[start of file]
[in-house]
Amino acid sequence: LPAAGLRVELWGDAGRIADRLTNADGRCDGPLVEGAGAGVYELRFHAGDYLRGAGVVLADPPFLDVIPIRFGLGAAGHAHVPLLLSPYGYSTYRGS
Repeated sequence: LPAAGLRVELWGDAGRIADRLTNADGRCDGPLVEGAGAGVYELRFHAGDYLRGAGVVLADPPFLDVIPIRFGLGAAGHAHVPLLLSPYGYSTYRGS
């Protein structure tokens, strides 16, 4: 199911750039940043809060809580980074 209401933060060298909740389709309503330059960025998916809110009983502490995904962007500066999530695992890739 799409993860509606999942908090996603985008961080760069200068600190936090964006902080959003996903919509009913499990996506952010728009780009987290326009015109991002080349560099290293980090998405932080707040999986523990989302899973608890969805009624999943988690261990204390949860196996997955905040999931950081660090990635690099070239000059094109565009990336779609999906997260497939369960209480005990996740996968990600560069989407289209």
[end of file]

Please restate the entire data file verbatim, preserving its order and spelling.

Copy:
[in-house]
Amino acid sequence: LPAAGLRVELWGDAGRIADRLTNADGRCDGPLVEGAGAGVYELRFHAGDYLRGAGVVLADPPFLDVIPIRFGLGAAGHAHVPLLLSPYGYSTYRGS
Repeated sequence: LPAAGLRVELWGDAGRIADRLTNADGRCDGPLVEGAGAGVYELRFHAGDYLRGAGVVLADPPFLDVIPIRFGLGAAGHAHVPLLLSPYGYSTYRGS
């Protein structure tokens, strides 16, 4: 199911750039940043809060809580980074 209401933060060298909740389709309503330059960025998916809110009983502490995904962007500066999530695992890739 799409993860509606999942908090996603985008961080760069200068600190936090964006902080959003996903919509009913499990996506952010728009780009987290326009015109991002080349560099290293980090998405932080707040999986523990989302899973608890969805009624999943988690261990204390949860196996997955905040999931950081660090990635690099070239000059094109565009990336779609999906997260497939369960209480005990996740996968990600560069989407289209």